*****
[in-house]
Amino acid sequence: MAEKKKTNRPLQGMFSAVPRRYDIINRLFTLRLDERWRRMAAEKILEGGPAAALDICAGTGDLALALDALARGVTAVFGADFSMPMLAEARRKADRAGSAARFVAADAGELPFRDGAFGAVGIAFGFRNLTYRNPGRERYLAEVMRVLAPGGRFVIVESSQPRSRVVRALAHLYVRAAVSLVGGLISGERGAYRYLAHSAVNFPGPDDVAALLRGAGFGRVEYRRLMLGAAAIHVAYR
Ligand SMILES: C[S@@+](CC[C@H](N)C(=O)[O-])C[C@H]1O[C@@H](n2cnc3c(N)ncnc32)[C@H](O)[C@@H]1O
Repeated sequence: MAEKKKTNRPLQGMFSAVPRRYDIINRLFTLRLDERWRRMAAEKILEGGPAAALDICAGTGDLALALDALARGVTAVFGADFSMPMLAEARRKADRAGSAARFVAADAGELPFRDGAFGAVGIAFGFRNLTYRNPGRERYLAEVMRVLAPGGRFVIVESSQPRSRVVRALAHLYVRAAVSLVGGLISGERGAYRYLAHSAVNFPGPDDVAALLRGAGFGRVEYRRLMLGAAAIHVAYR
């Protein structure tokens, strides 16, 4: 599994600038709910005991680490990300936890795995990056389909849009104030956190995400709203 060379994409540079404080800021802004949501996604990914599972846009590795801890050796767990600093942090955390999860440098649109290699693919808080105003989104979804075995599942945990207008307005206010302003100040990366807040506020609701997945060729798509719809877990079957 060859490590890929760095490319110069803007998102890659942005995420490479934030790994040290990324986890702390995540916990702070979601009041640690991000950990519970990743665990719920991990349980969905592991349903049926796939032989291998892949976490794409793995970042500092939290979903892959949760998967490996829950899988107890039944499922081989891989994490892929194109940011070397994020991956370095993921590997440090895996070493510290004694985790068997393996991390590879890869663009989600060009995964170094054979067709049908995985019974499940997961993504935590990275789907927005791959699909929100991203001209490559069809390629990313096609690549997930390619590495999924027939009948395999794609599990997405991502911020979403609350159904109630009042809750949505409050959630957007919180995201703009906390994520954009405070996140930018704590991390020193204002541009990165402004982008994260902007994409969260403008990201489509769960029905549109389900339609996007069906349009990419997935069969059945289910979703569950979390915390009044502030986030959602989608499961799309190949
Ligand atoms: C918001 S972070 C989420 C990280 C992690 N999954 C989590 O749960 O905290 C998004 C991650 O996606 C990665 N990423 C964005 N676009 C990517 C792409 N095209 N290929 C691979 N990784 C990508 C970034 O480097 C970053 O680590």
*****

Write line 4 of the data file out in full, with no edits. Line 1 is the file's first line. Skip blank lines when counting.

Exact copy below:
Repeated sequence: MAEKKKTNRPLQGMFSAVPRRYDIINRLFTLRLDERWRRMAAEKILEGGPAAALDICAGTGDLALALDALARGVTAVFGADFSMPMLAEARRKADRAGSAARFVAADAGELPFRDGAFGAVGIAFGFRNLTYRNPGRERYLAEVMRVLAPGGRFVIVESSQPRSRVVRALAHLYVRAAVSLVGGLISGERGAYRYLAHSAVNFPGPDDVAALLRGAGFGRVEYRRLMLGAAAIHVAYR